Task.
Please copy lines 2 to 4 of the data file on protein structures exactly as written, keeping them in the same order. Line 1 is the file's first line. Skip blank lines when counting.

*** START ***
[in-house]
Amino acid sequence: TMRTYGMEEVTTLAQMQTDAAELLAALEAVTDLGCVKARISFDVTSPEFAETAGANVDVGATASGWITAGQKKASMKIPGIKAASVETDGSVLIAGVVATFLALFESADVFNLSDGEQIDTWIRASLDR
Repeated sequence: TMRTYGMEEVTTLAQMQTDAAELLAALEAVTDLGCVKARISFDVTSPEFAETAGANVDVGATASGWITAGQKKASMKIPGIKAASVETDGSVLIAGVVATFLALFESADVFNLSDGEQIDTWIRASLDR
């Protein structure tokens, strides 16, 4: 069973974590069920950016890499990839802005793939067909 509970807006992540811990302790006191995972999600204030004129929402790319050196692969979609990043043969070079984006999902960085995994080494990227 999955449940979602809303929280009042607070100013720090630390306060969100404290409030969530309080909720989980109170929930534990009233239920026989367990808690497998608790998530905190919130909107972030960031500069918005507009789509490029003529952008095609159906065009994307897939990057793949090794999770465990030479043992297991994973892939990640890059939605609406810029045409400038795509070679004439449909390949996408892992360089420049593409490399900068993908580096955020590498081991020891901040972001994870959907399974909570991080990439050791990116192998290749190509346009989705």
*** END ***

Amino acid sequence: TMRTYGMEEVTTLAQMQTDAAELLAALEAVTDLGCVKARISFDVTSPEFAETAGANVDVGATASGWITAGQKKASMKIPGIKAASVETDGSVLIAGVVATFLALFESADVFNLSDGEQIDTWIRASLDR
Repeated sequence: TMRTYGMEEVTTLAQMQTDAAELLAALEAVTDLGCVKARISFDVTSPEFAETAGANVDVGATASGWITAGQKKASMKIPGIKAASVETDGSVLIAGVVATFLALFESADVFNLSDGEQIDTWIRASLDR
């Protein structure tokens, strides 16, 4: 069973974590069920950016890499990839802005793939067909 509970807006992540811990302790006191995972999600204030004129929402790319050196692969979609990043043969070079984006999902960085995994080494990227 999955449940979602809303929280009042607070100013720090630390306060969100404290409030969530309080909720989980109170929930534990009233239920026989367990808690497998608790998530905190919130909107972030960031500069918005507009789509490029003529952008095609159906065009994307897939990057793949090794999770465990030479043992297991994973892939990640890059939605609406810029045409400038795509070679004439449909390949996408892992360089420049593409490399900068993908580096955020590498081991020891901040972001994870959907399974909570991080990439050791990116192998290749190509346009989705």